Critique of the Doctor of Nursing Practice (DNP)

Critique of the Doctor of Nursing Practice (DNP)

Critique of the Doctor of Nursing Practice (DNP)

DNP Scholarly Program Evaluation

School of Nursing, Northern Kentucky University

DNP 806: Program Development, Implementation, & Evaluation

Dr. Teresa Huber

September 20, 2020Critique of the Doctor of Nursing Practice (DNP)

DNP Scholarly Program Evaluation

Doctor of Nursing Practice (DNP) scholarly projects help to lead change and improve

patient outcomes within the healthcare industry. It is important to evaluate DNP scholarly

projects in order to determine if the project achieved expected outcomes. This paper uses the

goal-based model to evaluate the effectiveness of a care-team led patient mobility program. This

paper provides an evaluation of objectives, identifies how the financial aspect of the project will

be evaluated for effectiveness, and explains how data collected will be analyzed and how results

will be utilized.

Evaluation Model—Goal-Based Model

Program evaluation is an important part of completing a DNP scholarly project. Terhaar

& Sylvia (2015) explain that a project evaluation helps to support translation into practice,

replication, and dissemination. When evaluating programs, it is important to determine the

specific model for evaluation. The DNP scholarly project for using a care-team led mobility

program will be evaluated using a goal-based model.

Description of Goal-Based Model of Evaluation

The goal-based model of evaluation uses specific metrics to evaluate the effectiveness of

goals and objectives, and this model helps to identify if the intended goals are met or not met

(Pell Institute and Pathways to College Network, 2020). This model helps to answer questions

such as: 1) Did the program achieve intended outcomes? 2) What effect does the program have

on individuals involved? 3) Does the program impact individuals and populations on a larger

scale? (Pell Institute and Pathways to College Network, 2020). Furthermore, using this model of

evaluation helps to determine if the program needs modifications or improvements prior to

disseminating (Pell Institute and Pathways to College Network, 2020).




Rationale for Using Goal-Based Model of Evaluation

The goal-based model of evaluation is the best method to use for evaluating the

program’s goals for decreasing length of stay (LOS) and the increasing patient experience.

Inconsistency with using systematic evaluation tools is a common barrier for effectively

measuring the impact of quality improvement projects (Izumi, 2012). The rationale for using a

goal-based model of evaluation is to decrease inconsistencies for evaluating the program’s

effectiveness by providing quantitative data to support the need for continuing or modifying the

program. The goal-based model of evaluation is also the preferred evaluation method for the

hospital system where this project will be completed. Meeting or exceeding the expected goals

will support dissemination across the entire system.

Evaluation of Objectives

The purpose of well-designed DNP projects is to identify and evaluate measurable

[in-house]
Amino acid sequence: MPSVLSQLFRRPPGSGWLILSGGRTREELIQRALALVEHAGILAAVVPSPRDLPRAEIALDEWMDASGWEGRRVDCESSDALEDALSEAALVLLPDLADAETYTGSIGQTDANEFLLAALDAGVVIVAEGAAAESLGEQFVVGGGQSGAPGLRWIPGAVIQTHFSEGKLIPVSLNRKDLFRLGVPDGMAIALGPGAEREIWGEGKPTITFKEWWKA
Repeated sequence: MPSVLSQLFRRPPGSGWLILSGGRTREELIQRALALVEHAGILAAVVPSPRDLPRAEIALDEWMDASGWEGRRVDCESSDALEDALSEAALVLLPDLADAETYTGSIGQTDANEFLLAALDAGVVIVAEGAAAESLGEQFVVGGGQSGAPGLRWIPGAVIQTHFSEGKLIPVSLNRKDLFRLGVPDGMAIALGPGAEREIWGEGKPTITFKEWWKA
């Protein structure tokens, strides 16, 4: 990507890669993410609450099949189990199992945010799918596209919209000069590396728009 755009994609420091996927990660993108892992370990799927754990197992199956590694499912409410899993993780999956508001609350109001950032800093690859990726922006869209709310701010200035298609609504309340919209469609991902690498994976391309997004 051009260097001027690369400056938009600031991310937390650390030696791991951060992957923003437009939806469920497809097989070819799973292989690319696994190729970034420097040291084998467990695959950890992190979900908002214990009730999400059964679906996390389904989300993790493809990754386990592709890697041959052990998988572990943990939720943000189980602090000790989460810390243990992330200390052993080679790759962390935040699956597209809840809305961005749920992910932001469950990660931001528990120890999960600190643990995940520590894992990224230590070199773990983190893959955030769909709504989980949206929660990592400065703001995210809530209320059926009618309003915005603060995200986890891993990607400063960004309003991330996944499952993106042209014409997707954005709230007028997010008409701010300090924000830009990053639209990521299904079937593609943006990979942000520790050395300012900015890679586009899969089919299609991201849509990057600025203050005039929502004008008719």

outcomes that support EBP and nursing inquiry to improve patient care (Harris, 2020). Harris

(2020) explains that projects should identify key objectives and outcomes that determine the

level of success for executing and disseminating practice changes. The overall goals for

implementation of a care-team led mobility program are to decrease LOS and improve the

patient experience. Read further to learn more about these goals and the evaluation of objectives

associated with each goal.

Goal #1—Decrease LOS

One goal for implementing a care-team led mobility program is to decrease LOS by 0.3

days in the medical-surgical department performing the project. The goal itself is evaluated

based on comparative data. Pre-implementation data will include the previous 6-month average

LOS prior to implementation, and post-implementation data will include the 3-month average




LOS after implementation. The objectives to effectively meet this goal are as follows: 1)

Implement the usage of the Johns Hopkins Highest Level of Mobility (JH-HLM) tool; 2) Ensure

compliance with usage of the tool; 3) Educate staff on the steps to take if mobility declines.

Objective #1—Implement Usage of JH-HLM Tool

The JH-HLM tool is an EBP assessment that helps to identify the level of mobility for

patients in the hospital. The tool has an interrater reliability of 0.99 between physical therapists

and nurses (Hoyer et al., 2018). The process for implementing the usage of this tool will involve

in-person education during shift starters with all staff for a period of one month. Nurses and

patient care associates will be provided a copy of the tool and open discussions will be

encouraged to facilitate learning. Furthermore, the assistant nurse manager (ANM) and the nurse

manager (NM) will work alongside nursing staff and patient care associates when using the tool

for one month. This objective will also be evaluated by the ANM and NM on a daily basis in

real-time. Common questions and concerns voiced from staff will be collected, and needed

clarifications will be disseminated to staff.

Objective #2—Compliance with Usage of Tool

Compliance with using the JH-HLM tool will be monitored during department rapid

rounds which are completed by the nursing team, care management, and department hospitalist.

Patient mobility will be discussed using the JH-HLM tool, and all nurses will provide the score

according to the assessment. Compliance with using the tool will be identified during rapid

rounds, and an overall percentage of compliance will be calculated daily, monthly, and quarterly.

Appendix A, Data Collection and Evaluation Tools provides the instrument used to audit